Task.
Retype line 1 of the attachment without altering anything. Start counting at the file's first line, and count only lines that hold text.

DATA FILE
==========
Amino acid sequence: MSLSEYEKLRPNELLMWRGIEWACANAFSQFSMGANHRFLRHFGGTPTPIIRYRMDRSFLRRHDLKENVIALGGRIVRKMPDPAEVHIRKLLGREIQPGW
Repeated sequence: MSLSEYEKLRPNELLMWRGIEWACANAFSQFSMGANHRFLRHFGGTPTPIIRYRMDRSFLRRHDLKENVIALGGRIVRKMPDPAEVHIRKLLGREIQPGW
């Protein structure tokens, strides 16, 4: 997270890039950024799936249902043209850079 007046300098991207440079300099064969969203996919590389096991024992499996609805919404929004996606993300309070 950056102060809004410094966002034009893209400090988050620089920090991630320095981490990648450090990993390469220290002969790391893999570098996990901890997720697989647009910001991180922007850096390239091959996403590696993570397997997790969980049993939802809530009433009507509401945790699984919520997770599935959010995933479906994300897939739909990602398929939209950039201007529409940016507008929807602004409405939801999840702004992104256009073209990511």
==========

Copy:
Amino acid sequence: MSLSEYEKLRPNELLMWRGIEWACANAFSQFSMGANHRFLRHFGGTPTPIIRYRMDRSFLRRHDLKENVIALGGRIVRKMPDPAEVHIRKLLGREIQPGW